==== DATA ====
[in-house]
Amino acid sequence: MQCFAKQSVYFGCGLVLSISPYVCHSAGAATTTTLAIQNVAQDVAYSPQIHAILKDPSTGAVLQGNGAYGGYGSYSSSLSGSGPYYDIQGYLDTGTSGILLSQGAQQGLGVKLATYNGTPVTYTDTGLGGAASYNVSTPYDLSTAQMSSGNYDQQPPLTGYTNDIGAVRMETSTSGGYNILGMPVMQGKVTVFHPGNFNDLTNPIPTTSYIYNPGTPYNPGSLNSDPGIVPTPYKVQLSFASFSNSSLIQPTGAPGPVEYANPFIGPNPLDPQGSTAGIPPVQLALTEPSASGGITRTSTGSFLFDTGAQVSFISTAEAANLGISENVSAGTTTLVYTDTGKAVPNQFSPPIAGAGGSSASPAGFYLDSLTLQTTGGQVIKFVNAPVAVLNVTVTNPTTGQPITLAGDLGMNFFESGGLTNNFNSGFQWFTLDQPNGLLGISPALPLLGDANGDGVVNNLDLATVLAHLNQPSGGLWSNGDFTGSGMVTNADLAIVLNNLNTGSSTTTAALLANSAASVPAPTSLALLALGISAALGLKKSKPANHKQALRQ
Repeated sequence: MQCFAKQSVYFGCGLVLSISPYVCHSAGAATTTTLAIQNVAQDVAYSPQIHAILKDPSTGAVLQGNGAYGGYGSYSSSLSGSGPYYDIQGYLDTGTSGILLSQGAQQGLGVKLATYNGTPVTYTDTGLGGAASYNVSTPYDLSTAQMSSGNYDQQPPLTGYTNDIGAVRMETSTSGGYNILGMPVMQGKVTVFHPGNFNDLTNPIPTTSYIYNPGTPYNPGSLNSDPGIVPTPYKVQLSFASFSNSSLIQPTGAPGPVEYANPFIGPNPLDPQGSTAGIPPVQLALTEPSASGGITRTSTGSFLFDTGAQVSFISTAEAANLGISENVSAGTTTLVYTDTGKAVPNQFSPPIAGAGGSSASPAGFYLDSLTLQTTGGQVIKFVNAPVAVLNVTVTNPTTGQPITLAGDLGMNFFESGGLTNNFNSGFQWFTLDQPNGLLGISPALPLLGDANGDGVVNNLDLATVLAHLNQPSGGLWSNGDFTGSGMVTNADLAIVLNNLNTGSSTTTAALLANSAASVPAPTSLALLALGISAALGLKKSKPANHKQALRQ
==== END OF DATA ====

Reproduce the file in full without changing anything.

[in-house]
Amino acid sequence: MQCFAKQSVYFGCGLVLSISPYVCHSAGAATTTTLAIQNVAQDVAYSPQIHAILKDPSTGAVLQGNGAYGGYGSYSSSLSGSGPYYDIQGYLDTGTSGILLSQGAQQGLGVKLATYNGTPVTYTDTGLGGAASYNVSTPYDLSTAQMSSGNYDQQPPLTGYTNDIGAVRMETSTSGGYNILGMPVMQGKVTVFHPGNFNDLTNPIPTTSYIYNPGTPYNPGSLNSDPGIVPTPYKVQLSFASFSNSSLIQPTGAPGPVEYANPFIGPNPLDPQGSTAGIPPVQLALTEPSASGGITRTSTGSFLFDTGAQVSFISTAEAANLGISENVSAGTTTLVYTDTGKAVPNQFSPPIAGAGGSSASPAGFYLDSLTLQTTGGQVIKFVNAPVAVLNVTVTNPTTGQPITLAGDLGMNFFESGGLTNNFNSGFQWFTLDQPNGLLGISPALPLLGDANGDGVVNNLDLATVLAHLNQPSGGLWSNGDFTGSGMVTNADLAIVLNNLNTGSSTTTAALLANSAASVPAPTSLALLALGISAALGLKKSKPANHKQALRQ
Repeated sequence: MQCFAKQSVYFGCGLVLSISPYVCHSAGAATTTTLAIQNVAQDVAYSPQIHAILKDPSTGAVLQGNGAYGGYGSYSSSLSGSGPYYDIQGYLDTGTSGILLSQGAQQGLGVKLATYNGTPVTYTDTGLGGAASYNVSTPYDLSTAQMSSGNYDQQPPLTGYTNDIGAVRMETSTSGGYNILGMPVMQGKVTVFHPGNFNDLTNPIPTTSYIYNPGTPYNPGSLNSDPGIVPTPYKVQLSFASFSNSSLIQPTGAPGPVEYANPFIGPNPLDPQGSTAGIPPVQLALTEPSASGGITRTSTGSFLFDTGAQVSFISTAEAANLGISENVSAGTTTLVYTDTGKAVPNQFSPPIAGAGGSSASPAGFYLDSLTLQTTGGQVIKFVNAPVAVLNVTVTNPTTGQPITLAGDLGMNFFESGGLTNNFNSGFQWFTLDQPNGLLGISPALPLLGDANGDGVVNNLDLATVLAHLNQPSGGLWSNGDFTGSGMVTNADLAIVLNNLNTGSSTTTAALLANSAASVPAPTSLALLALGISAALGLKKSKPANHKQALRQ